San Casciano dei Bagni is a comune in the Province of Siena in the Italian region Tuscany, located about 110 kilometres southeast of Florence and about 70 kilometres southeast of Siena.
While Ramses II is often hailed for his military achievements and his skill as a warrior, he was also a well versed diplomat. During his reign he brought the 20 year war with the Hittites to an end and created one of the first written peace treaties.
The Netherlands, a country in northwestern Europe, is known for a flat landscape of canals, tulip fields, windmills and cycling routes. Amsterdam, the capital, is home to the Rijksmuseum, Van Gogh Museum and the house where Jewish diarist Anne Frank hid during WWII. Canalside mansions and a trove of works from artists including Rembrandt and Vermeer remain from the city’s 17th-century “Golden Age.”
In Aspen, Colo., some fans of fall foliage go to extremes for a spectacular view – namely, jumping off a cliff above a sea of autumnal oranges, reds, yellows and golds. Correspondent Jonathan Vigliotti reports on paragliding in a leaf peeper’s paradise.
Verona is a city in northern Italy’s Veneto region, with a medieval old town built between the meandering Adige River. It’s famous for being the setting of Shakespeare’s “Romeo and Juliet.” A 14th-century residence with a tiny balcony overlooking a courtyard is said be “Juliet’s House.” The Verona Arena is a huge 1st-century Roman amphitheater, which currently hosts concerts and large-scale opera performances.
Sète is a major port city in the southeast French region of Occitanie. It’s bordered by the Étang de Thau, a biodiverse saltwater lagoon. Across a narrow isthmus, Sète’s Mediterranean coast is lined with sandy beaches. The top of Mont St Clair offers views of the city, known as “Venice of the Languedoc” for its canal network. The Musée Paul Valéry has displays on the history of Sète, plus an art collection.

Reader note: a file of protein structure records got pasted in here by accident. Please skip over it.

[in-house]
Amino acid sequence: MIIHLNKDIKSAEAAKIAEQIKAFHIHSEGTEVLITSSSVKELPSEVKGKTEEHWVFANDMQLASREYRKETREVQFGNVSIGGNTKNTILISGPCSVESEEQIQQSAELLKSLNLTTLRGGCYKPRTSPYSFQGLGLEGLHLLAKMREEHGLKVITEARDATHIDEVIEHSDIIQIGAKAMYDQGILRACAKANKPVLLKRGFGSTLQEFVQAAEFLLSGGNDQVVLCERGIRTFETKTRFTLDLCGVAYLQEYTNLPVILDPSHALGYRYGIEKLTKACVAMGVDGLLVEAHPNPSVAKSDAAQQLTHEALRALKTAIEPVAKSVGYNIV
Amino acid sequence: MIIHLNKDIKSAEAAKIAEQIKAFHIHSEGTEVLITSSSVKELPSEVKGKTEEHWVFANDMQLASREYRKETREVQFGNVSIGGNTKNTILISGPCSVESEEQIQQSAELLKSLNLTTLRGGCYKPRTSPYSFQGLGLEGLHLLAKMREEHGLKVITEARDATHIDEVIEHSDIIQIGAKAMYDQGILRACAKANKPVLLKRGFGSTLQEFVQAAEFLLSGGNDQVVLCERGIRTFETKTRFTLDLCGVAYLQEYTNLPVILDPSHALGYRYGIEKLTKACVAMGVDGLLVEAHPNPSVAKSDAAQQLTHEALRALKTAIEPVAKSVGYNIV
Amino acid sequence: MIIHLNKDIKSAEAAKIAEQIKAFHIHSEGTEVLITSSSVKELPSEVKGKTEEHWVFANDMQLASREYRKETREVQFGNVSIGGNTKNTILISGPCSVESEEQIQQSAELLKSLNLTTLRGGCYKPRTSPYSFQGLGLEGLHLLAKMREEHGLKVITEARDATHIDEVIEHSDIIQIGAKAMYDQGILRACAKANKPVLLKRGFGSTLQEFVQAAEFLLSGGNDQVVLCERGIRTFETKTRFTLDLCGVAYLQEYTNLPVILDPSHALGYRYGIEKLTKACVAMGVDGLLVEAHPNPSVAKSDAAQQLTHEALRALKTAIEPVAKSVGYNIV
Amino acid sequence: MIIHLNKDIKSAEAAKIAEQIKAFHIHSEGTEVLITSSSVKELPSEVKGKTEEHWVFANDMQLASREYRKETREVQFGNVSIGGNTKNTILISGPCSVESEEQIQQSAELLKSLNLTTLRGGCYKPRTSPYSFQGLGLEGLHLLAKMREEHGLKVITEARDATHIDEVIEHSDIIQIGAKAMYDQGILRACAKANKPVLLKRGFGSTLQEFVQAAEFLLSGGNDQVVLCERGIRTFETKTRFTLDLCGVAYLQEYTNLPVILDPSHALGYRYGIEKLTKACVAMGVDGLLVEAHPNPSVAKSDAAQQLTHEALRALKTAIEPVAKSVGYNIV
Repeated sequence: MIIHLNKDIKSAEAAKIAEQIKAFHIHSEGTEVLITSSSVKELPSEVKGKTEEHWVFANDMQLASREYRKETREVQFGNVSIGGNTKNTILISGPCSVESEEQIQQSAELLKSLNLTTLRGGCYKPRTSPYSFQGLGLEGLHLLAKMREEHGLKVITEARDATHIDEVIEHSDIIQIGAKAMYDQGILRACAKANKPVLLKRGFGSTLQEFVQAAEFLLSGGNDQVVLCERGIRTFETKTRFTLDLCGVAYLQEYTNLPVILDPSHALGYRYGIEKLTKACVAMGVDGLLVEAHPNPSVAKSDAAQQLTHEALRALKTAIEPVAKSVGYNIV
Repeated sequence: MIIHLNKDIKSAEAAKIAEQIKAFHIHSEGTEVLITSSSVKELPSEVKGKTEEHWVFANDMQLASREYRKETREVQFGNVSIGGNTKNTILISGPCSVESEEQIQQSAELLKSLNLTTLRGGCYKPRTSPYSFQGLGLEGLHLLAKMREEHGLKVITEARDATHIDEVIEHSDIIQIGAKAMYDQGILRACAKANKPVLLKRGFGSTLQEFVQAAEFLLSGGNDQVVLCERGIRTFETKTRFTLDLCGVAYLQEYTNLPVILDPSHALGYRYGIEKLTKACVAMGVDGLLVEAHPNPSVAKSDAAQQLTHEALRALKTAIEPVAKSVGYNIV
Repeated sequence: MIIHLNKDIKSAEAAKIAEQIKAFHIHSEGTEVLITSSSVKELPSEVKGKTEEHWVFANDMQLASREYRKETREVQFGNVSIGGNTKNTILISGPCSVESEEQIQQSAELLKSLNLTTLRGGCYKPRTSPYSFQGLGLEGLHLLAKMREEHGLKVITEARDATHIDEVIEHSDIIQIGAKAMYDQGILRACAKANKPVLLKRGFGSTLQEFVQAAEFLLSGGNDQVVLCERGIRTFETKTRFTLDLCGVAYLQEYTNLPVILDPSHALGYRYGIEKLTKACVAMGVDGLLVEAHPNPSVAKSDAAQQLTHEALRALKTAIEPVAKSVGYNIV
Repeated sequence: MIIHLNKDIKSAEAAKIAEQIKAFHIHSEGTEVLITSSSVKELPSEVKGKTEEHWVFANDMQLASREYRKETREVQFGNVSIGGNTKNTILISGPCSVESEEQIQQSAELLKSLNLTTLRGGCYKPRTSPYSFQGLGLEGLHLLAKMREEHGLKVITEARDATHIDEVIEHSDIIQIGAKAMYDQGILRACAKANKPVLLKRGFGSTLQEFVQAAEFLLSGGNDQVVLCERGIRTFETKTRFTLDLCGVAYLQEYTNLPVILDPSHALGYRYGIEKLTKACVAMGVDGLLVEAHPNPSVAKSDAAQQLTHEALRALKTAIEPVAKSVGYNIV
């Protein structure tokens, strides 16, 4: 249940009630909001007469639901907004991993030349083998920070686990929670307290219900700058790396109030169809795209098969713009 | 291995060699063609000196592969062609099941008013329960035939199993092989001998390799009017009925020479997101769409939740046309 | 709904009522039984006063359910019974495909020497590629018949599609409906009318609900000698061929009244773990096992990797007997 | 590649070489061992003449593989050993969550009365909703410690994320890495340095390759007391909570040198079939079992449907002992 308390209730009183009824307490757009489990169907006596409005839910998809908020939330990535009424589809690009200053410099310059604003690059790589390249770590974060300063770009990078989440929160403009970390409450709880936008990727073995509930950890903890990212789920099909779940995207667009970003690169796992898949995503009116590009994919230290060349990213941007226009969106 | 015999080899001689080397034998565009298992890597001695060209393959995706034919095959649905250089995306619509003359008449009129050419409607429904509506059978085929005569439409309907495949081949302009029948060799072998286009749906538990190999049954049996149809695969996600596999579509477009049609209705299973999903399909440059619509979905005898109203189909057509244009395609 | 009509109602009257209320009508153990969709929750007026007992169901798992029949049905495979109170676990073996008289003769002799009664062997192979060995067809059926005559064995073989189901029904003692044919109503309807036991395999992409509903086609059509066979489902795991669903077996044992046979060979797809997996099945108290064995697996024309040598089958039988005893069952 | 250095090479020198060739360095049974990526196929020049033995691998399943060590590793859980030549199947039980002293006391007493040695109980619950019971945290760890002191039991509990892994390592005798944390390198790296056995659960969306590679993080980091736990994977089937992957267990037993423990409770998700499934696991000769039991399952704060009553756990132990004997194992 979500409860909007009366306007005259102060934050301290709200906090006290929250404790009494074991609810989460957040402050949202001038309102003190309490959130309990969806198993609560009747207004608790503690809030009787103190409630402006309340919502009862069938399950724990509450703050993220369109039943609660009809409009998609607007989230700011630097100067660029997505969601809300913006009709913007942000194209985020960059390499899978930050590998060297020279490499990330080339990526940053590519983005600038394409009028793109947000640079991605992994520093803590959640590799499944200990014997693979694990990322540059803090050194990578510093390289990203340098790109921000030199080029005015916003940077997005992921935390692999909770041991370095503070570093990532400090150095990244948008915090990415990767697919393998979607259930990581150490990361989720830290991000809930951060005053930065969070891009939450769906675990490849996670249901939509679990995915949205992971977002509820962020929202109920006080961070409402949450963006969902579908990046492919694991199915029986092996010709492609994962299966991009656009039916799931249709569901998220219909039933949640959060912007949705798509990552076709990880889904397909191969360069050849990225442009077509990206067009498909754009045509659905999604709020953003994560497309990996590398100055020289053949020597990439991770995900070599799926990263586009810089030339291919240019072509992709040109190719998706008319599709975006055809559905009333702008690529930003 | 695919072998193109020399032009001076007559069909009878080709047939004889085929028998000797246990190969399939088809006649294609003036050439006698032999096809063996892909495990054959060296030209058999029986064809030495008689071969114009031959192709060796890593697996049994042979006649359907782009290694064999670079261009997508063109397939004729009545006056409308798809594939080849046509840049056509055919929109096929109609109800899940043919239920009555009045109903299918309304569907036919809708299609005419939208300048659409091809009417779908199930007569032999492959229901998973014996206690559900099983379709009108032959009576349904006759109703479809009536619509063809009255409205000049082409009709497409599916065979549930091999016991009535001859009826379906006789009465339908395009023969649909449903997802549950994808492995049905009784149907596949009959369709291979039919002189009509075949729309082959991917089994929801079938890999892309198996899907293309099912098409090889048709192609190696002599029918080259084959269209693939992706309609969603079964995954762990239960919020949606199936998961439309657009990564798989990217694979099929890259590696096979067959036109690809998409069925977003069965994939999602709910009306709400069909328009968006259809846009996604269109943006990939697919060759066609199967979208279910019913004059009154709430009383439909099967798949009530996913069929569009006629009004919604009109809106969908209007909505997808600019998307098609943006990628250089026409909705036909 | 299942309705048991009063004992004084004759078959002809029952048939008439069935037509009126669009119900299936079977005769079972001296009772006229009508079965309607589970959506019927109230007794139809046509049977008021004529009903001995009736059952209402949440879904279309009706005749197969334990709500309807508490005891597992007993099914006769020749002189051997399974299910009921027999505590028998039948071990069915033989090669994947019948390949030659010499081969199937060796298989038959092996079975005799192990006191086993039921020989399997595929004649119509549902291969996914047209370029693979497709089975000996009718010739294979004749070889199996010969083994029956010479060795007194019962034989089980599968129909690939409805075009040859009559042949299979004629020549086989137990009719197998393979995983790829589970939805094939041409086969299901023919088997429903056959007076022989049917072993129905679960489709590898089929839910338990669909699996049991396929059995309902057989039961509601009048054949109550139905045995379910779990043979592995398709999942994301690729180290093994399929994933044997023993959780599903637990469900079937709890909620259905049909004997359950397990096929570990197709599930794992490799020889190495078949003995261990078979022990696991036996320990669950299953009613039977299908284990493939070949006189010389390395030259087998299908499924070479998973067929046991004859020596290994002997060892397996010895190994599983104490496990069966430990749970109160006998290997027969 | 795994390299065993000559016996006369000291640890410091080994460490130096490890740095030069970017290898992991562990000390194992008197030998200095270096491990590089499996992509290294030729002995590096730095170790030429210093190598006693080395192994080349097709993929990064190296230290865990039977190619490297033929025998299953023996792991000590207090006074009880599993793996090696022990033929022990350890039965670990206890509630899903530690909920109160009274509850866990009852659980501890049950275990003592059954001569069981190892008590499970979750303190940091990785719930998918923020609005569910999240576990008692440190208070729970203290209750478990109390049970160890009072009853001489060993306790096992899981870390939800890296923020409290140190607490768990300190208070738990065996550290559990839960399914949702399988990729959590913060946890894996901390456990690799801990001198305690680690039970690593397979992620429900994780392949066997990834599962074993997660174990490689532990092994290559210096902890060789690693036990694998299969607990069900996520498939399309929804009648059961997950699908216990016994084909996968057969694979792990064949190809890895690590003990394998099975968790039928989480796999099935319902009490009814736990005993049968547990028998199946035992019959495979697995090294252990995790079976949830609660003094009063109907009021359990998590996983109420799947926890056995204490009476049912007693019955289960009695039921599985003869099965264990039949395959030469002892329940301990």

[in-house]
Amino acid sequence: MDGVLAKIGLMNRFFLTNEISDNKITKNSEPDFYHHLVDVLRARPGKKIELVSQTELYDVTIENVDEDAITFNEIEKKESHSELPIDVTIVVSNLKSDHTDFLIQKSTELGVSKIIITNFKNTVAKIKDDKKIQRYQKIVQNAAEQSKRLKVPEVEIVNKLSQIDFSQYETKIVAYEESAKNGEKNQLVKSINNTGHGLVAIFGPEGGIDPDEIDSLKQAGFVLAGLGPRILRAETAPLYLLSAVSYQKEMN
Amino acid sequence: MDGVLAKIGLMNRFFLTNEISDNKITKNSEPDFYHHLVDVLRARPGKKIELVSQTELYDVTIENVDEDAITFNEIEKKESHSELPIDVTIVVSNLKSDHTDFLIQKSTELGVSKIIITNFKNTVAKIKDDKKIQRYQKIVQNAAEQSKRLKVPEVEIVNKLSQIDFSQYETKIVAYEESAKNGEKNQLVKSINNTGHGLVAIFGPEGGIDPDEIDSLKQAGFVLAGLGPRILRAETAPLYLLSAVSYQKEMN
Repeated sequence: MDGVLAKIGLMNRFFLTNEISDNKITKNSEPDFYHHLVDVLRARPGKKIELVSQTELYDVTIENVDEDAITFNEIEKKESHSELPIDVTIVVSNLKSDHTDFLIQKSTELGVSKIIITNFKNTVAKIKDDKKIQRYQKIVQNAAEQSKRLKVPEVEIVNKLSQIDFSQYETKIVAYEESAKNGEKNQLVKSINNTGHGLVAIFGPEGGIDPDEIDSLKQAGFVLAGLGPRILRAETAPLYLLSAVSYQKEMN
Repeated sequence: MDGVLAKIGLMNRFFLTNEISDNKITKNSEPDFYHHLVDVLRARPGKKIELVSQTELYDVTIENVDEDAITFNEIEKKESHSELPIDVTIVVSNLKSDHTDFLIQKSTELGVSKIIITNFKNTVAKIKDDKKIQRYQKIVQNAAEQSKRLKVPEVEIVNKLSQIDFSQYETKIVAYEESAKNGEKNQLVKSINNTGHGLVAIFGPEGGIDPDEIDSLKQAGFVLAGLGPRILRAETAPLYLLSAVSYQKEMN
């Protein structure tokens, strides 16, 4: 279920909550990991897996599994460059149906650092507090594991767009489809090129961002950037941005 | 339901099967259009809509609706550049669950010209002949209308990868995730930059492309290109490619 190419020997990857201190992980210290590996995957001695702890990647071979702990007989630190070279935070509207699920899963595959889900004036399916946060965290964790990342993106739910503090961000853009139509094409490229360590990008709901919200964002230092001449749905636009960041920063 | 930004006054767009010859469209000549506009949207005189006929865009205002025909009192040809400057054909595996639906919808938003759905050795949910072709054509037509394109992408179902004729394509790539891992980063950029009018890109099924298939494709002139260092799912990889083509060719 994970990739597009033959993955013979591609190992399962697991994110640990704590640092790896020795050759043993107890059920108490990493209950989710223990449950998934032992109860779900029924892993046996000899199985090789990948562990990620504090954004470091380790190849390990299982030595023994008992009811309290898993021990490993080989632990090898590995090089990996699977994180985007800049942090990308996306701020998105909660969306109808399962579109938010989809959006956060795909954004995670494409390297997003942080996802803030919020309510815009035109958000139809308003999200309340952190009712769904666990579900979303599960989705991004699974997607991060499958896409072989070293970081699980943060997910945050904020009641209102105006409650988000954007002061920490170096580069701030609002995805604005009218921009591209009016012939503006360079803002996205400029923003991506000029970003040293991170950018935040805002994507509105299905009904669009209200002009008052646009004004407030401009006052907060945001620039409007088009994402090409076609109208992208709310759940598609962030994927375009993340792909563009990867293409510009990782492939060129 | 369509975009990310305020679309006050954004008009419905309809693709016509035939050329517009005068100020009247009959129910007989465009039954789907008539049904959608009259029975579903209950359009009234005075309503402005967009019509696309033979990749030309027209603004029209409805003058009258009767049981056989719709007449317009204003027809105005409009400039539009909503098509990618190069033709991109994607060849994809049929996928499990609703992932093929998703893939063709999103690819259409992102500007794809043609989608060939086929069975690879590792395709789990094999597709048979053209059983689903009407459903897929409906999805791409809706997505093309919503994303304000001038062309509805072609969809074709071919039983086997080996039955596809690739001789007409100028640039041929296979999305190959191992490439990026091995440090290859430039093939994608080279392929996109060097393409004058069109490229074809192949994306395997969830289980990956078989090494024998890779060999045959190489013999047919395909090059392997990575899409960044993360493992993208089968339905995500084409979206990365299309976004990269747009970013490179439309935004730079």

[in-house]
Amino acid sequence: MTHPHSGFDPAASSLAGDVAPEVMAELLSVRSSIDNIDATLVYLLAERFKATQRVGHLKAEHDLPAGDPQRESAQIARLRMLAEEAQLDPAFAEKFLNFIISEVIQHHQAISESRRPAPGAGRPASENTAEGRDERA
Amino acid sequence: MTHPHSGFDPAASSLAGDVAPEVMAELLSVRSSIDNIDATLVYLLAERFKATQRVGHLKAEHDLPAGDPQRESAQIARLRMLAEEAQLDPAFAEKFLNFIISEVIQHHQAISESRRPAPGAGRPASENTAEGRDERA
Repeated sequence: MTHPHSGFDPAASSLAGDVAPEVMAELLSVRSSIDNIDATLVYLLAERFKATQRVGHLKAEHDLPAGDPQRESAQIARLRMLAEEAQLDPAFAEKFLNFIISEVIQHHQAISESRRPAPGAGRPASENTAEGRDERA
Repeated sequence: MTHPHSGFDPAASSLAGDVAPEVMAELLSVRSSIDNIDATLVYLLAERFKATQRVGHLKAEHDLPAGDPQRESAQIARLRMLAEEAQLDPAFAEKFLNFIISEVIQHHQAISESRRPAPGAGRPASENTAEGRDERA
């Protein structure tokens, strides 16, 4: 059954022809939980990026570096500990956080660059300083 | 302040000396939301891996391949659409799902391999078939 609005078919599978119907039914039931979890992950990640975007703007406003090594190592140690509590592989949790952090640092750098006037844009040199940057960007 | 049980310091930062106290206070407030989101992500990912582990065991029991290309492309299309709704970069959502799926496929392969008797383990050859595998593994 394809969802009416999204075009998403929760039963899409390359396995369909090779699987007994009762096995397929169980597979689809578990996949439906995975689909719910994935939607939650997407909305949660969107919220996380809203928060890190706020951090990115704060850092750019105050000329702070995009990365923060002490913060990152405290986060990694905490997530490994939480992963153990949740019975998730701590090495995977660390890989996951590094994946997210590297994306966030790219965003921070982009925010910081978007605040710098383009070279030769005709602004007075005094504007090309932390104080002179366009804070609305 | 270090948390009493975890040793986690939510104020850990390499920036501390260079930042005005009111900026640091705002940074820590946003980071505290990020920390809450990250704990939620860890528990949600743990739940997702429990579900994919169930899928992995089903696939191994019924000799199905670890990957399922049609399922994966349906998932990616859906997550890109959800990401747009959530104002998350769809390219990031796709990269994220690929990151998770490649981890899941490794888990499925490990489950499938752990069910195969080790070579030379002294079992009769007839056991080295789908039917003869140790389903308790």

Monocle’s Emma Nelson is joined by Latika Bourke to review the weekend’s top stories, Gillian Dobias in Paris covering topics from Fashion Week to the Arc de Triomphe art installation, and Solène Léger on the Zürich Film Festival.
Koh Pak Bia (also spelled Phak Bia) is a small island that belong to the Koh Hong archipelago. Located right between Koh Yao Noi and Krabi coast, it is a popular destination for island-hoppers and day trippers in search of a quiet place to spend a relaxing time. Koh Pak Bia’s situation toward the southern side of Phang Nga Bay makes its surrounding waters more emerald than turquoise, yet snorkelling at short distance from its main beach allows visitors to see a great range of fish species.
The shape of Pak Bia Island is rather peculiar. It features a large circular dome covered with lush foliage, linked to a small rocky crop by a stripe of thick sand. The sand itself, again as a result of the island’s unique location, is not white and powdery as Koh Poda (located some 16km southeast), but is more like small yellowish gravel. Surrounded by other small islands, the scenery is fantastic and gives a real feeling of exclusivity and well-being in the the warm and natural environment of these tropical islands. A few local vendors have fresh drinks and snacks for sale on Koh Pak Bia.